Scott’s skills as a surveillance expert come in pretty handy when he’s breaking down firewalls. But hacktivism isn’t enough; he’s going after the holy grail—UltSyn’s Human Information Drives, human assets implanted with cerebral microchips. While plenty of hackers are trying to save the world these days, all Scott wants is to find his sister.

After following the clues to London, he makes a plan to kidnap the technical marvel heading into town. When this Human Information Drive turns out to be someone unexpected his nerve waivers. The HID, who calls herself Sonia, would be priceless on the market, but born out of joint self-preservation the two team up.

With her contacts, they travel across Europe in the search of personal secrets and leave a trail of industrial espionage all for the sake of misdirection. As the unlikely pair digs deeper into restricted databases, Scott discovers that those who enlist with UltSyn get far more than they bargained for. Not only is this secret HID program is much bigger than he had imagined, students are lining up for a future they only think this biotech wonder company can provide. Even worse, these leads are getting him nowhere closer to his own goals.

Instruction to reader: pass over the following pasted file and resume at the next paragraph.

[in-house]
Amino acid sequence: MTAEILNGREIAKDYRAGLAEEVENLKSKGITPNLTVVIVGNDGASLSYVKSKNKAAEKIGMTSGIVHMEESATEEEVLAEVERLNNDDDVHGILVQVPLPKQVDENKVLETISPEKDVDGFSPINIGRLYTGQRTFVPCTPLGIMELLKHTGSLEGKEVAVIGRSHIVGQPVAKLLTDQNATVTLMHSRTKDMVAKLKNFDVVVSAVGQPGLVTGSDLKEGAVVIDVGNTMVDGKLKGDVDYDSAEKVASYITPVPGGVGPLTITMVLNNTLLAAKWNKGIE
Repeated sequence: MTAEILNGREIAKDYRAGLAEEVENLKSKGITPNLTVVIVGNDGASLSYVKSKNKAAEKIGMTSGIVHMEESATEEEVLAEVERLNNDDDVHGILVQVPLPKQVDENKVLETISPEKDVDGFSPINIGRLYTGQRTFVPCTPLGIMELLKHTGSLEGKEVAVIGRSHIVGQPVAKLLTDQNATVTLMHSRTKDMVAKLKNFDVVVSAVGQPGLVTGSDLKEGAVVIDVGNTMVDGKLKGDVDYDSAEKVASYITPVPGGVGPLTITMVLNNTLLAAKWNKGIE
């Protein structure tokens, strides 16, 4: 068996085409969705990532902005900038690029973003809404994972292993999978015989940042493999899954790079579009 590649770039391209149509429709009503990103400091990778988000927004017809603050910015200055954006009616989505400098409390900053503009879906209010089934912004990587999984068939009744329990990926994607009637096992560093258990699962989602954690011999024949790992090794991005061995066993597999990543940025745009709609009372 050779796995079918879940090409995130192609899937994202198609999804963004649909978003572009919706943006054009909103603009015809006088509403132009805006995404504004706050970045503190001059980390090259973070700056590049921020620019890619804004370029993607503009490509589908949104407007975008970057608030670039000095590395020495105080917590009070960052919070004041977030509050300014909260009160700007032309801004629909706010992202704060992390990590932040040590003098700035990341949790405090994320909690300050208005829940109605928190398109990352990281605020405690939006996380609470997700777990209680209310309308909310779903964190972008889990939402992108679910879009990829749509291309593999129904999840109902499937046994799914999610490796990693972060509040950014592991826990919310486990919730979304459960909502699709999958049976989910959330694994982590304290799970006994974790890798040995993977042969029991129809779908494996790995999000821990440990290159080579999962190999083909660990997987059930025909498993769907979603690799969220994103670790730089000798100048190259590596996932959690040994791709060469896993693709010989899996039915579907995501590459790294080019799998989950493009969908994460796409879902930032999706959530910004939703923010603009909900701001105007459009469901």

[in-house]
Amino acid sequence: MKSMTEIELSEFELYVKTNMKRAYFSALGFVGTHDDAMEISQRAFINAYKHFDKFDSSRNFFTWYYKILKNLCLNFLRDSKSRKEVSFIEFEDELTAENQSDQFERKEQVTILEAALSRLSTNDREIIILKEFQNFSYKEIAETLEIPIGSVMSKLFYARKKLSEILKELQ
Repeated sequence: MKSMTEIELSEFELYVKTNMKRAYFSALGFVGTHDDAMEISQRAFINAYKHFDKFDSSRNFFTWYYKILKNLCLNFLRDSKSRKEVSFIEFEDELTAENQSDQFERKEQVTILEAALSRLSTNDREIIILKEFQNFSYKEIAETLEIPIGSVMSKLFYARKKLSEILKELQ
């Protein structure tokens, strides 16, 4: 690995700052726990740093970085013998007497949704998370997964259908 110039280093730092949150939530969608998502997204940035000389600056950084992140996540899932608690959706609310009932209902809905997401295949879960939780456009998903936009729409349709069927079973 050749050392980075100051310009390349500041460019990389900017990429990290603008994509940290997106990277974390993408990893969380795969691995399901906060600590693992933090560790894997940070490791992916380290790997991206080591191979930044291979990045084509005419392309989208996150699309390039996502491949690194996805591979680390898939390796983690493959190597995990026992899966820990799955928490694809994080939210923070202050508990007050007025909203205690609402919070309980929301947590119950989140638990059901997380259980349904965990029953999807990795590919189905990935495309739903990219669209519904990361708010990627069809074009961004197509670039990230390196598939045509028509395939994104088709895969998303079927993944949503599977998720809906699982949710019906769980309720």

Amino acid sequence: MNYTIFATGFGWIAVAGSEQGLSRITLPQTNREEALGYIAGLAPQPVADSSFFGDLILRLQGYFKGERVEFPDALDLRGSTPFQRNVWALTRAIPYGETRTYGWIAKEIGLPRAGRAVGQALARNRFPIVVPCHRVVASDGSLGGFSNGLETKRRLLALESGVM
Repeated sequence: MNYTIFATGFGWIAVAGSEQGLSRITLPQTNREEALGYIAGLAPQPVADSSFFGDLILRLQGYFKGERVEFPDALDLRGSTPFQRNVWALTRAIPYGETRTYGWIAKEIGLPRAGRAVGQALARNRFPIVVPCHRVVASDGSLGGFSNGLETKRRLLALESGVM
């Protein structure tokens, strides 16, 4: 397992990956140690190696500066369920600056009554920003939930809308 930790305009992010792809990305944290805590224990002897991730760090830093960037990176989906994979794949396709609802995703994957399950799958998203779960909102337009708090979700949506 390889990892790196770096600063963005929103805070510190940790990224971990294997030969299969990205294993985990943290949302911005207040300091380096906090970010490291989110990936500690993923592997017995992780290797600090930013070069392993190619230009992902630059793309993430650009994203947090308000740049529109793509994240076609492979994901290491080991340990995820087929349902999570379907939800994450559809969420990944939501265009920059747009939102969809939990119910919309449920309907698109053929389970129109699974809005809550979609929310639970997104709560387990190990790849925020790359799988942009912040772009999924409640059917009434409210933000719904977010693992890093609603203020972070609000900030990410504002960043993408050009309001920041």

Plunged into a world of human trafficking, Scott is determined to find his sister no matter the cost, which tests Sonia’s fragile friendship with him. But when the information reveals the people closest to Scott have been working for UltSyn all along, he has to find them—before UltSyn finds him.

I got to read this very early, so the temptation to tell you all about it is strong, but to avoid spoilers, I got you a quote from Tiffany Rose instead. Here’s her response when asked about her feelings on going back over the book in light of today’s sociopolitically charged climate.